top of page

Falling Off

Let's discuss the items on your credit report for today. More specifically, what they mean and what can happen to them.

First, your credit report shows you information reported to the credit bureaus about outstanding debts to other companies or institutions. A student loan, credit card, or car loan are all generally reported to the credit bureaus. Your credit report can also incorporate data on whether you are behind on payments or not. Not only whether you are late or behind on payments, but whether a debt has been sent to a collections agency.

Generally speaking, these negative items remain on your credit report for about seven years. After that, some people think they "fall off" the credit report and are no longer valid. However, this is a misinterpretation of the data.

Even though the credit bureau isn't reporting the negative item(s) on your report, that does not mean your responsibility has been absolved. The debt holders can still have records about the debt that they can use. Perhaps they use it to attempt to collect after a long period of time. Perhaps it is sent to a collections agency after late payment information has fallen off your credit report. Either way, in essence and in truth (provided no fraud has occurred), the debt is still your responsibility.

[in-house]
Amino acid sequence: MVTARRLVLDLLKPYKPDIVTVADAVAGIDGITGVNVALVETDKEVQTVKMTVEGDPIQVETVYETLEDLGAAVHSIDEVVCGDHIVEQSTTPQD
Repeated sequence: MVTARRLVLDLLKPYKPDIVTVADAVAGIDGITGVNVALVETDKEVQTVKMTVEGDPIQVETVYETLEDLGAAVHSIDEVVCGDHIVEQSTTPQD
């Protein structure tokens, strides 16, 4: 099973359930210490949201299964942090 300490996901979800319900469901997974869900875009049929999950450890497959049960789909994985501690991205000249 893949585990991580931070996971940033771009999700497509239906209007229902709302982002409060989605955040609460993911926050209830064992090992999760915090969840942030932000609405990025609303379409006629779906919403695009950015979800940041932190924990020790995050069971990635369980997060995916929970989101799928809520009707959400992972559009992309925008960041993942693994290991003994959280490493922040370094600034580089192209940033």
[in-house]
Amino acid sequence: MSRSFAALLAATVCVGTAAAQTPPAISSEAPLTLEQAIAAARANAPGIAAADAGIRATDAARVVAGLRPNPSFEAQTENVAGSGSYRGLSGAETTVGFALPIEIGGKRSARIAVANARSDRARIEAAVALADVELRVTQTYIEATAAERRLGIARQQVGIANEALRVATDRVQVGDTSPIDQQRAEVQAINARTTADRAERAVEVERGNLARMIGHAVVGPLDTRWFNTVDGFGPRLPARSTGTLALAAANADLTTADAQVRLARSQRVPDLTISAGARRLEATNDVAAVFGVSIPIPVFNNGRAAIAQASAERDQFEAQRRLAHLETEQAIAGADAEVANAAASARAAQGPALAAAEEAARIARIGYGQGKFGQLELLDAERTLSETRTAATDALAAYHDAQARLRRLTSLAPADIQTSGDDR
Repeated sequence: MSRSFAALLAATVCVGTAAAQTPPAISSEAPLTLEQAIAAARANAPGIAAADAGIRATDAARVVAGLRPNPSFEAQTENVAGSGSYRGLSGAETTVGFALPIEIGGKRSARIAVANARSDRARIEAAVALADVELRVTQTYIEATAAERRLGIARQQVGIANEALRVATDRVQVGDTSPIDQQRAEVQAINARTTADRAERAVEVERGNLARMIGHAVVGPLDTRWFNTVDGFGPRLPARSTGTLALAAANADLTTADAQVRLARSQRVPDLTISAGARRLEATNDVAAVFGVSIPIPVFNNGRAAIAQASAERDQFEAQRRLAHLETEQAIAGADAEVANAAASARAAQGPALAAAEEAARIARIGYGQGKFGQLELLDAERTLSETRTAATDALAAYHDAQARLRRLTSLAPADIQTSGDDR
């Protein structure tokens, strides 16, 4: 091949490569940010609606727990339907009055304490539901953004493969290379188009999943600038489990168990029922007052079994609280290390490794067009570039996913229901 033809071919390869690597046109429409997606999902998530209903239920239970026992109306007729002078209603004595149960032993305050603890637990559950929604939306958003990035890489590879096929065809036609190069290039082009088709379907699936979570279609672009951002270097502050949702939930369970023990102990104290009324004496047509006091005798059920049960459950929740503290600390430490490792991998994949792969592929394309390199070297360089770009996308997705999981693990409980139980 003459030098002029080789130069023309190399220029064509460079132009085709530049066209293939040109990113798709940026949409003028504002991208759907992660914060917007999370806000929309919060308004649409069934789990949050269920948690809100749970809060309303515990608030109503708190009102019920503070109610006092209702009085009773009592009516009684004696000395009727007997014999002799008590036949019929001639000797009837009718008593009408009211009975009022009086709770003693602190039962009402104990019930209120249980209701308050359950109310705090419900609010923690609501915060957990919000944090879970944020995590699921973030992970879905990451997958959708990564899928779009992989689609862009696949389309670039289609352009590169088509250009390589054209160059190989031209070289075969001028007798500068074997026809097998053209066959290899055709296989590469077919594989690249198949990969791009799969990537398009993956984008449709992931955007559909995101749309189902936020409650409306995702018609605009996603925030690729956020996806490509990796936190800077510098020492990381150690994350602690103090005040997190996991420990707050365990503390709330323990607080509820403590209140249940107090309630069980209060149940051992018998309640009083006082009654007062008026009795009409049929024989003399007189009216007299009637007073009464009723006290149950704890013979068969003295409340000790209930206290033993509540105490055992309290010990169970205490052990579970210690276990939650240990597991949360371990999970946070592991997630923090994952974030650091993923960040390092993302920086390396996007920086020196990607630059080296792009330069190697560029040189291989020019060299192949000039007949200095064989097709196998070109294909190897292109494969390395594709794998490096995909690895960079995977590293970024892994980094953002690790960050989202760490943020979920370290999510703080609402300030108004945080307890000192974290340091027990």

The good news is, taking proactive steps to address back debts, even if they have fallen off your credit report, may be helpful to your overall score. If you catch up and become current, then the lender may report your credit in good standing, which should help your score. Preventing the debt from going to collections can also keep more negative information off the report. This too, should help your score.

We focus much attention on what we can "get" from the credit companies or how we can "avoid" negative consequences. Perhaps the better way forward is to accept responsibility and take the longer road ahead instead of looking for a quick fix.

bottom of page